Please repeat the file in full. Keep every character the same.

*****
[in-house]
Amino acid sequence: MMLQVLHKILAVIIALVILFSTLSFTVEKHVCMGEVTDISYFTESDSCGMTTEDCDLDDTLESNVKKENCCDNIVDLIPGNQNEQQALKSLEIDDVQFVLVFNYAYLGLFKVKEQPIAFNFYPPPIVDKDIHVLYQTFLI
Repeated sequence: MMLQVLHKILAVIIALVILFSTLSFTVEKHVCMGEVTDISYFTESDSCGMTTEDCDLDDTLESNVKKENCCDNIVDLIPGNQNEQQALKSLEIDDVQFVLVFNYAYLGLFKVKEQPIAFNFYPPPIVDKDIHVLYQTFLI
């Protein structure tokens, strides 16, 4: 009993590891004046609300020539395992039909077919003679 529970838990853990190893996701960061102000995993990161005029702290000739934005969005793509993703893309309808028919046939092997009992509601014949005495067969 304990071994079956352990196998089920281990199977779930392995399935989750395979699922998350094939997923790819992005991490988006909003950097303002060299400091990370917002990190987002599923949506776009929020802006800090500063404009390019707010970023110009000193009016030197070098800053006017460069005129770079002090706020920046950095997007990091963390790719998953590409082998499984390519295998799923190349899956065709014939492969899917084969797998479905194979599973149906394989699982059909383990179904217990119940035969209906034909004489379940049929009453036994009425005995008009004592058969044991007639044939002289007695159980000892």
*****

[in-house]
Amino acid sequence: MMLQVLHKILAVIIALVILFSTLSFTVEKHVCMGEVTDISYFTESDSCGMTTEDCDLDDTLESNVKKENCCDNIVDLIPGNQNEQQALKSLEIDDVQFVLVFNYAYLGLFKVKEQPIAFNFYPPPIVDKDIHVLYQTFLI
Repeated sequence: MMLQVLHKILAVIIALVILFSTLSFTVEKHVCMGEVTDISYFTESDSCGMTTEDCDLDDTLESNVKKENCCDNIVDLIPGNQNEQQALKSLEIDDVQFVLVFNYAYLGLFKVKEQPIAFNFYPPPIVDKDIHVLYQTFLI
């Protein structure tokens, strides 16, 4: 009993590891004046609300020539395992039909077919003679 529970838990853990190893996701960061102000995993990161005029702290000739934005969005793509993703893309309808028919046939092997009992509601014949005495067969 304990071994079956352990196998089920281990199977779930392995399935989750395979699922998350094939997923790819992005991490988006909003950097303002060299400091990370917002990190987002599923949506776009929020802006800090500063404009390019707010970023110009000193009016030197070098800053006017460069005129770079002090706020920046950095997007990091963390790719998953590409082998499984390519295998799923190349899956065709014939492969899917084969797998479905194979599973149906394989699982059909383990179904217990119940035969209906034909004489379940049929009453036994009425005995008009004592058969044991007639044939002289007695159980000892």